Next, FT-mediated spatial and temporal regulation of SWEET10 mRNA expression was characterized. The levels of SWEET10 mRNA in leaves and hand-dissected shoot apices (containing SAM, a segment of the apical stem and young leaves) were quantified by RT-qPCR. As shown in Fig. 1b, SWEET10 expression levels were higher in shoot apices compared to mature leaves and this difference was more pronounced in pGAS1:FT ft-10 tsf-1 plants. To better characterize the spatial pattern of expression of SWEET10, we fused the 3 Kb region 5′ of the translational start codon to a GUS reporter gene to create pSWEET10:GUS. In transgenic plants harboring this reporter, GUS signal was restricted to the leaf veins and notably enhanced in young leaves of pGAS1:FT plants (Fig. 1c). Changes in pSWEET10:GUS expression were also studied during the floral transition under LDs. To this end, we monitored GUS signal in pSWEET10:GUS transgenic plants grown under LDs for 7, 9 and 14 days, the time window during which the floral transition occurs in our growth conditions. As observed in the previous experiment, the GUS signal was restricted to the leaf vasculature and it was stronger in young leaves (Fig. 1d). Furthermore, the GUS signal was more evident in plants undergoing the transition to reproductive phase (i.e. 9 to 14 days) compared to those at vegetative stage (i.e. 7 days) (Fig. 1d). This result was confirmed by a RT-qPCR experiment performed during the same time-course, in which an increase of SWEET10 mRNA expression was observed in shoot apices containing young leaves of Col-0 plants from day 9 (Fig. 1e). The increase of SWEET10 expression was largely suppressed in the ft-10 tsf-1 mutant (Fig. 1 e). This indicates that the up-regulation of SWEET10 during the floral transition of A. thaliana partially depends on the presence of a functional FT allele.

The photoperiodic flowering pathway of A. thaliana regulates SWEET10 expression

FT is a major component of the photoperiodic flowering pathway that promotes floral induction of A. thaliana in response to LDs. As the above experiments suggest that FT regulates SWEET10 mRNA expression levels during floral transition, we tested whether the photoperiodic pathway activates SWEET10 transcription. The expression of GUS in pSWEET10:GUS was monitored in plants grown under SDs and then shifted to LDs for 3, 5 and 7 days. An increase in intensity of the GUS signal was observed in the vascular tissue of leaves shifted to LDs compared to those grown under SDs (Fig. 2a), indicating that the SWEET10 promoter responds to LDs. Furthermore, in cross-sections of the shoot apex of pSWEET10:GUS plants, GUS expression increased in the mature vascular tissue at the apex of plants shifted to LDs (Fig. 2b). In agreement with these observations, RT-qPCR analysis demonstrated that the levels of SWEET10 mRNA were higher in plants grown under LDs compared to SDs (Fig. 2c) or after the shift of SD-grown plants to LDs (Fig. 2d). Interestingly, the GUS expression disappeared from leaves of pSWEET10:GUS plants at the end of the flowering phase. Instead, GUS expression was observed in reproductive organs, including anthers and siliques (Additional file 2: Figure S2). The photoperiod-dependent up-regulation of SWEET10 mRNA also involves FT, because it is reduced in ft-10 tsf-1 mutant plants (Fig. 2c and d). SOC1 is a key component of the photoperiod signaling pathway that acts immediately downstream of FT [31, 44]. Therefore, whether SWEET10 transcriptional regulation requires SOC1 downstream of FT was investigated. Remarkably, SWEET10 mRNA levels were strongly reduced in a null mutant allele of SOC1 (soc1–2) (Fig. 2d and e). Moreover, the introduction of the soc1–2 mutation into transgenic plants overexpressing FT from the GAS1 promoter was sufficient to largely suppress the enhanced transcriptional induction of SWEET10 mediated by higher levels of FT (Fig. 2e). Collectively, these results indicate that SWEET10 is transcriptionally regulated by the photoperiodic flowering pathway and this regulation involves the activities of FT and SOC1.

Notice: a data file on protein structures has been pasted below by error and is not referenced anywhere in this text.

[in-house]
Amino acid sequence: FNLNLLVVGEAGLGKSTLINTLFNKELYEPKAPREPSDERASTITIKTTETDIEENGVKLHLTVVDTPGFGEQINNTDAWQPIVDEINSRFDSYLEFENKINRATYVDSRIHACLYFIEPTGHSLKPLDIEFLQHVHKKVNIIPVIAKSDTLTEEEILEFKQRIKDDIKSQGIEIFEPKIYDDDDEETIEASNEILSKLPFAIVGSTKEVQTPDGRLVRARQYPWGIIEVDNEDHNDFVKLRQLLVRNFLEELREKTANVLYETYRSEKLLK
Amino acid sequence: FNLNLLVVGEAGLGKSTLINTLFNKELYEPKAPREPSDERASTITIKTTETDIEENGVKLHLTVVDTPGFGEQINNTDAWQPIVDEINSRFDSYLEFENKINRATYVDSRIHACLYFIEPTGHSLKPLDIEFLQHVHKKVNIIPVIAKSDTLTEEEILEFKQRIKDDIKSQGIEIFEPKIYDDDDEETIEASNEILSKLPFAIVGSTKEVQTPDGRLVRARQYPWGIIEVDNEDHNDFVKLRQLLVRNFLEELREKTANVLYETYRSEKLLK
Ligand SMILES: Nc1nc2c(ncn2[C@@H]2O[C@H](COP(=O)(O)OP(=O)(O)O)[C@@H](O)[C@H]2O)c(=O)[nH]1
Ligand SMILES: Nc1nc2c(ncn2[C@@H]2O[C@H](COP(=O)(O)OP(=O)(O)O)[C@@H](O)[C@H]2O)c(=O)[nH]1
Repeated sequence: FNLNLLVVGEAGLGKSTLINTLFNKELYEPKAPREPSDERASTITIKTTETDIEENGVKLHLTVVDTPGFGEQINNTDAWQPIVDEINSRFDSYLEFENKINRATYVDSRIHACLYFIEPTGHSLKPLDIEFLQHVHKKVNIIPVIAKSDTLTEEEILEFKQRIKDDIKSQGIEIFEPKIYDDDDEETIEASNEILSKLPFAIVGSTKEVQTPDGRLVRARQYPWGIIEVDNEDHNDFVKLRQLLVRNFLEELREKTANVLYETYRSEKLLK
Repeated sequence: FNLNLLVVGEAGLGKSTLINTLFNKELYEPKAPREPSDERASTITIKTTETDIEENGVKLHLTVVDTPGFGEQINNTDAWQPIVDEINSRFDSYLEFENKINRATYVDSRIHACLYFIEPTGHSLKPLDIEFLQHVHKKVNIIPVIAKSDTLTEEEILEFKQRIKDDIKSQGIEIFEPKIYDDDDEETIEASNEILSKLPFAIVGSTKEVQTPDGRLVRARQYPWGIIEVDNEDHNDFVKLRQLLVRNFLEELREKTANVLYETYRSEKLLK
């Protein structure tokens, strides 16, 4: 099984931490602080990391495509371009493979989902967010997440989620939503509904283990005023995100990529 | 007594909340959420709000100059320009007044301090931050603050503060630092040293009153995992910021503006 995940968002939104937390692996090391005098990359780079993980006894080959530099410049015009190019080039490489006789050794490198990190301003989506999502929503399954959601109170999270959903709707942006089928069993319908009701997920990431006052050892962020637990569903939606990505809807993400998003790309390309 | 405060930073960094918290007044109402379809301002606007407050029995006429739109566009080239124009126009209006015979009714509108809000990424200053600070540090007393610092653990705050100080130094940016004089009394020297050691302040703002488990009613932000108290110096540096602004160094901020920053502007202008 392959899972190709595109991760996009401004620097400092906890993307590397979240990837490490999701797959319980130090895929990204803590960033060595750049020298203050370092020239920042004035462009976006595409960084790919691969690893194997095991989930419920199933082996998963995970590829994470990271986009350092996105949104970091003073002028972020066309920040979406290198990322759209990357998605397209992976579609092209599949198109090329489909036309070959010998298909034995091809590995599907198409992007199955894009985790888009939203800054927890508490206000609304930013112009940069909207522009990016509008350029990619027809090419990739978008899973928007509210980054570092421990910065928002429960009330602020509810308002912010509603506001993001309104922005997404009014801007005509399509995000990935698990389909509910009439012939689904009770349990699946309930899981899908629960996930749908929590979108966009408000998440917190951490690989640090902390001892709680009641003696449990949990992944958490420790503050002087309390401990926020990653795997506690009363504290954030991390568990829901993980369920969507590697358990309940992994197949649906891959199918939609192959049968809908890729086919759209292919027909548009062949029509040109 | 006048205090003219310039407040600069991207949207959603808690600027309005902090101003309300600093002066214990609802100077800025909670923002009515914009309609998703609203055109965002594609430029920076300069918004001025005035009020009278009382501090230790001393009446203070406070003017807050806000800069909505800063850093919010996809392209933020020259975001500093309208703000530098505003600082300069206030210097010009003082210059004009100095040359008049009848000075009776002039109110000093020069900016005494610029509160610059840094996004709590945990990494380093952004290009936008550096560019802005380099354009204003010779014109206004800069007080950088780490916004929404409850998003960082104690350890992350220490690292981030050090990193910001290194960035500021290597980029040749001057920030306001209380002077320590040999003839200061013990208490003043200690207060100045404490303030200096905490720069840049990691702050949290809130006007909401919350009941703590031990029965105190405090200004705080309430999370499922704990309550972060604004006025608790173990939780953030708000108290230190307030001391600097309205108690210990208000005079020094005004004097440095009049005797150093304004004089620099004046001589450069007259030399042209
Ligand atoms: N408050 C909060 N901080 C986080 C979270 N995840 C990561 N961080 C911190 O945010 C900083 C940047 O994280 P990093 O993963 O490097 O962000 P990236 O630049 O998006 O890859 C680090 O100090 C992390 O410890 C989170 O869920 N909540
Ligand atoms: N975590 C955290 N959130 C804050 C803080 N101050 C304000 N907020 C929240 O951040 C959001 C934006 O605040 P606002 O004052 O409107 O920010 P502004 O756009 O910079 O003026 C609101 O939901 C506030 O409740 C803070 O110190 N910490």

Fig. 2
figure 2

Photoperiod signaling pathway contributes to SWEET10 mRNA induction. a and b GUS expression in plants expressing pSWEET10:GUS (line #7, T4 generation) grown under SDs for 2 weeks, shifted to LDs and collected for GUS staining at ZT8 after exposure to different numbers of long days. a Whole seedlings. Scale bar = 5 mm. Asterisks indicate young leaves. b Shoot apices were dissected and visualized under an optical microscope (× 20). Bar scale: 100 μm. c, d and e shows the expression levels of SWEET10 mRNA in shoot apices of different genotypes at ZT8. In (c), plants were grown under LDs and SDs. In (d), plants were grown under SDs for 2 weeks, shifted to LDs shoot apices were harvested at ZT8 in different days. In (e), plants were grown under LDs and shoot apices sampled at ZT8. Errors bars in c, d and e indicate Standard Deviation